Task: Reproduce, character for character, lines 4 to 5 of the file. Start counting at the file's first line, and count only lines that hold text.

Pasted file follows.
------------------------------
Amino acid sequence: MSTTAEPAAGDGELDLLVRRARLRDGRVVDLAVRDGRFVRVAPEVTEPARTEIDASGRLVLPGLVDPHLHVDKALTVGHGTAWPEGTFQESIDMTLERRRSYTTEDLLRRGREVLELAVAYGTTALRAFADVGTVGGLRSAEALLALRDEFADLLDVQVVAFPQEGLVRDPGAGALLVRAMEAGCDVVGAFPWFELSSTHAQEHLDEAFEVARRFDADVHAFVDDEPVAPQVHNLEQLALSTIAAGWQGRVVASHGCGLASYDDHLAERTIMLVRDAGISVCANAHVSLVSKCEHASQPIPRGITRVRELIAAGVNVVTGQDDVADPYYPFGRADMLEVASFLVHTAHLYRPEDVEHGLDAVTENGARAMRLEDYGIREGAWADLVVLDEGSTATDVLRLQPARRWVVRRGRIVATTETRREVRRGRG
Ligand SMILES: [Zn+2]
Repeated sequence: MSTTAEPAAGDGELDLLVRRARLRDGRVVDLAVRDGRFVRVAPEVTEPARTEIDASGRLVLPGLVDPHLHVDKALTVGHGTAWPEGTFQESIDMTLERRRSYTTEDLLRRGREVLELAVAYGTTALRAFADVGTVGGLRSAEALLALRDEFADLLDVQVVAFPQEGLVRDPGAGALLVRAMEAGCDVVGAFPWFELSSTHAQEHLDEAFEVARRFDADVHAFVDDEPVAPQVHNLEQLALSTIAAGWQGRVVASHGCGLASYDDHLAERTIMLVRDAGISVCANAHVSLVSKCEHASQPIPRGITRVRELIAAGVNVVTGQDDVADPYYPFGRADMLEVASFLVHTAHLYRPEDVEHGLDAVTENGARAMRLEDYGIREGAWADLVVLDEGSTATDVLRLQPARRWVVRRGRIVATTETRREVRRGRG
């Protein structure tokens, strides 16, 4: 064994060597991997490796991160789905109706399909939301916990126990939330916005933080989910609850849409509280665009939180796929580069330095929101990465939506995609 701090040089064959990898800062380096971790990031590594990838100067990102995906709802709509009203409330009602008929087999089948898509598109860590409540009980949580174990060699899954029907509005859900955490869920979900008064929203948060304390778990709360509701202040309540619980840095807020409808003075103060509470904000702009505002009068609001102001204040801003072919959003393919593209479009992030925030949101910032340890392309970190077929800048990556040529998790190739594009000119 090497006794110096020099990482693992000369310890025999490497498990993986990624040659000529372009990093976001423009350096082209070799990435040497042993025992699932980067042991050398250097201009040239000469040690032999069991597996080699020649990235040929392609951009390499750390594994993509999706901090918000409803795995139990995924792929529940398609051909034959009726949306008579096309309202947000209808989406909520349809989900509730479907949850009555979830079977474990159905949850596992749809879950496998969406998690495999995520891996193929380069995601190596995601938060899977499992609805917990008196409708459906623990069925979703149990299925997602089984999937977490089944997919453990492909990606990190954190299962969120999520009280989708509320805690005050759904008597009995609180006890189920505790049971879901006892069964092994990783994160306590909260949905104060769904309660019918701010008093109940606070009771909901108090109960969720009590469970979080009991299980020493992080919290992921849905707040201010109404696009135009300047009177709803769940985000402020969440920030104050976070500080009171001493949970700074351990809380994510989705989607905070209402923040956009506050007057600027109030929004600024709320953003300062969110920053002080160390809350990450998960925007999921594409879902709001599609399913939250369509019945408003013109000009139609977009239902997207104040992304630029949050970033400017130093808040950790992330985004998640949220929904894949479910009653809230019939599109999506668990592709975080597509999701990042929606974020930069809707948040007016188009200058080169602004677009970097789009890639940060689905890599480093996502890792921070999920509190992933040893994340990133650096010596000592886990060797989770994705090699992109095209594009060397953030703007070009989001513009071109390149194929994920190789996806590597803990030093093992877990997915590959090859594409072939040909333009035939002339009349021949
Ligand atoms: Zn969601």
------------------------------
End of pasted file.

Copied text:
């Protein structure tokens, strides 16, 4: 064994060597991997490796991160789905109706399909939301916990126990939330916005933080989910609850849409509280665009939180796929580069330095929101990465939506995609 701090040089064959990898800062380096971790990031590594990838100067990102995906709802709509009203409330009602008929087999089948898509598109860590409540009980949580174990060699899954029907509005859900955490869920979900008064929203948060304390778990709360509701202040309540619980840095807020409808003075103060509470904000702009505002009068609001102001204040801003072919959003393919593209479009992030925030949101910032340890392309970190077929800048990556040529998790190739594009000119 090497006794110096020099990482693992000369310890025999490497498990993986990624040659000529372009990093976001423009350096082209070799990435040497042993025992699932980067042991050398250097201009040239000469040690032999069991597996080699020649990235040929392609951009390499750390594994993509999706901090918000409803795995139990995924792929529940398609051909034959009726949306008579096309309202947000209808989406909520349809989900509730479907949850009555979830079977474990159905949850596992749809879950496998969406998690495999995520891996193929380069995601190596995601938060899977499992609805917990008196409708459906623990069925979703149990299925997602089984999937977490089944997919453990492909990606990190954190299962969120999520009280989708509320805690005050759904008597009995609180006890189920505790049971879901006892069964092994990783994160306590909260949905104060769904309660019918701010008093109940606070009771909901108090109960969720009590469970979080009991299980020493992080919290992921849905707040201010109404696009135009300047009177709803769940985000402020969440920030104050976070500080009171001493949970700074351990809380994510989705989607905070209402923040956009506050007057600027109030929004600024709320953003300062969110920053002080160390809350990450998960925007999921594409879902709001599609399913939250369509019945408003013109000009139609977009239902997207104040992304630029949050970033400017130093808040950790992330985004998640949220929904894949479910009653809230019939599109999506668990592709975080597509999701990042929606974020930069809707948040007016188009200058080169602004677009970097789009890639940060689905890599480093996502890792921070999920509190992933040893994340990133650096010596000592886990060797989770994705090699992109095209594009060397953030703007070009989001513009071109390149194929994920190789996806590597803990030093093992877990997915590959090859594409072939040909333009035939002339009349021949
Ligand atoms: Zn969601």